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  • Provenance

    Galerie Gisela Capitain, Cologne
    Acquired from the above by the present owner

  • Catalogue Essay

    A reoccurring motif throughout Albert Oehlen’s extensive and divergent oeuvre, the tree motif acts as a conceptual foundation upon which the artist developed a profound reflection of representation and abstraction. Simplified in their composition, the present works contain bold signifiers, such as a thick trunk and tangled branches, which mirror the twisting roots below. The absence of background liberates the trees from their natural setting in a traditional landscape painting. Instead the forms float within the expanse of the picture plane. Oehlen’s characteristic shift from figuration is further emphasised by the monochrome colour palette, the trees are demarcated using thick expressive brushstrokes demonstrative of the artist’s preference to portray the process by which artworks are made. The limited palette prevents any tonal distraction and encourages the spectator to enter into a state of sublimity, triggered by the organic tree forms. Concerned with the subjectivity of aesthetics, the artist notes, ‘what I see are unbearably ugly tatters, which are then transformed at the last moment, as if by magic, into something beautiful’ (Albert Oehlen quoted in ‘Albert Oehlen im Gespräch mit Wilfried Dickhoff und Martin Prinzhorn’, Wilfried Dickhoff, ed.,Kunst Heute 7, Cologne, 1991, p. 78).

    In the present lots, the tree is presented as an experimental subject, which Oehlen explored as a parameter to test the boundaries between abstraction and figuration. Oehlen’s tree paintings track his artistic investigations exploring differing notions of perception, a journey the artist first embarked upon in 1988 together with friend and fellow artist Martin Kippenberger. Devoutly focused upon following abstraction, the artist asserted ‘I thought that art history went from figurative to abstract. And I should do the same. I should have the same development in my life as art history’, (Albert Oehlen quoted in Glenn O’Brien, ‘Albert Oehlen’, Interview, May 2009, p. 106).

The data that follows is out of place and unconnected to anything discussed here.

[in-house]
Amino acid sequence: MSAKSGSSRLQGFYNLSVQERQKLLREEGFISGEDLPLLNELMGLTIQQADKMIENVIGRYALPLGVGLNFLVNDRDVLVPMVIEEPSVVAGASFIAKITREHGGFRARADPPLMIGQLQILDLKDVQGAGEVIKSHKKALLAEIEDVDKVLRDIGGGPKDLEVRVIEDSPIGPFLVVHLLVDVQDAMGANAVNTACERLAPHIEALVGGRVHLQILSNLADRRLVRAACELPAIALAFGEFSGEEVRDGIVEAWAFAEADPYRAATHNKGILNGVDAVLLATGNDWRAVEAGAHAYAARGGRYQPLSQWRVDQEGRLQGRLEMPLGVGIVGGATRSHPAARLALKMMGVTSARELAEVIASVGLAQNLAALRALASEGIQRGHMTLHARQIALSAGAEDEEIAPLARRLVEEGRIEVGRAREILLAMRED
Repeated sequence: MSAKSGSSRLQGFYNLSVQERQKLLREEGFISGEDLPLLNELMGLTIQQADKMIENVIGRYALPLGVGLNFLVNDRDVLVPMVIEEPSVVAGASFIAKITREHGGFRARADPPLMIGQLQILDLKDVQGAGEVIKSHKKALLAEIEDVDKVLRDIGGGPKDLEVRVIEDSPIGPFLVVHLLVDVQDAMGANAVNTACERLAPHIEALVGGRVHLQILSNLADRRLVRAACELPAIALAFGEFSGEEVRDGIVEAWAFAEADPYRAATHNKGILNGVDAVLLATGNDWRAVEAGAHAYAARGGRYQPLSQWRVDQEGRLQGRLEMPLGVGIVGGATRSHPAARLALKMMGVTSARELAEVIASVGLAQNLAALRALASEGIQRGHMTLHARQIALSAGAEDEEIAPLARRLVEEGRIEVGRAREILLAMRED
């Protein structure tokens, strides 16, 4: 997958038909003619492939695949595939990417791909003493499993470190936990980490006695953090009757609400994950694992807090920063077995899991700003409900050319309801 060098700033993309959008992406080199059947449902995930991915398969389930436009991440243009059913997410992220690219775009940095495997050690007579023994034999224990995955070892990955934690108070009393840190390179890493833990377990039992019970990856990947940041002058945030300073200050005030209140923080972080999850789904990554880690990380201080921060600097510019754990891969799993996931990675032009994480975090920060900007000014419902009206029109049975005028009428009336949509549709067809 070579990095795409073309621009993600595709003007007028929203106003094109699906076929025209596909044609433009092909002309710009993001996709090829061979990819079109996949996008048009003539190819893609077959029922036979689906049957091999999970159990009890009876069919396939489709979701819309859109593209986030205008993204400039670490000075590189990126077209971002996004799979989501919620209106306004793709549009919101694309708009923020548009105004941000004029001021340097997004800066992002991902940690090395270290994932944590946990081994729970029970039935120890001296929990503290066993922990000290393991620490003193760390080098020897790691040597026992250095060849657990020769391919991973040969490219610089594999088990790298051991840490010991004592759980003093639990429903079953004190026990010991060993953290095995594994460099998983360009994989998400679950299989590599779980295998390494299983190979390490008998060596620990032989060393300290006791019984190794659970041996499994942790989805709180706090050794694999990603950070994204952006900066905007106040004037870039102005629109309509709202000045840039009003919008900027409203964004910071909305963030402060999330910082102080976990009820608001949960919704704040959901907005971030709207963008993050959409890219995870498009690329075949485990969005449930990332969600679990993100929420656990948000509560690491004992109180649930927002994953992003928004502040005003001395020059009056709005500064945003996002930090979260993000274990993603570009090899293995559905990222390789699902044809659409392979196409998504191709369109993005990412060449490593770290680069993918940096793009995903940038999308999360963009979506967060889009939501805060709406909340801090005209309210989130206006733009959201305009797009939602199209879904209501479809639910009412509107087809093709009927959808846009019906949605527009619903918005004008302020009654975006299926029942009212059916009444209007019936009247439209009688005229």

Precursors to the significant and esteemed Elevator Paintings, the link between these bodies of work was aptly highlighted in the Gagosian show, Elevator Paintings: Trees (28 February – 15 April 2017). The Elevator Paintings presented the artist’s absolute transition into the realm of abstract art through his tree paintings. The present works, therefore, mark an important stage in Oehlen’s artistic culmination. Just as the raw sheets of both works bare the soul of their creative process, alongside their visible brushstrokes, so Oehlen encourages viewers to join him along every stage of his creative journey, in following the development of the tree motif in the build-up of the Elevator Paintings.

  • Artist Biography

    Albert Oehlen

    Albert Oehlen is a German contemporary artist whose work explores the capabilities and failures of painting in the age of postmodernism. His deconstructed artworks reduce painting to a discordant mixture of its constituent elements—color, gesture, motion, and duration—and celebrate the resulting disharmony as an artistic expedition to the frontiers of the abilities of painting. Oehlen began his career in the art scenes of Cologne and Berlin, becoming associated with the Junge Wilde artists who sought to create works that defied classification and disrupted the artistic status quo. He has carried this sense of rebelliousness into his mature career with works that incorporate digital technologies as well as more traditional media. Oehlen’s paintings are marked by inherent, gleeful contradictions, always wielded with a cavalier confidence in the artist’s prowess – his uncooperative fusions of abstraction and figuration, for example, expose the inefficiencies of each art mode and explore the function of painting as much as its meaning.

    Oehlen has attracted critical praise befitting the innovative nature of his work, and he has been the subject of several major exhibitions at institutions such as the Mumok, Vienna and the New Museum, New York. He lives and works between Bühler, Switzerland.

     
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155

Untitled

signed and dated 'A. Oehlen '90' lower right
blue ink on paper
127 x 97 cm (50 x 38 1/4 in.)
Painted in 1990.

Estimate
£30,000 - 50,000 

Contact Specialist
Tamila Kerimova
Specialist, Head of Day Sale
+ 44 20 7318 4065
[email protected]

20th Century & Contemporary Art Day Sale

London Auction 5 October 2017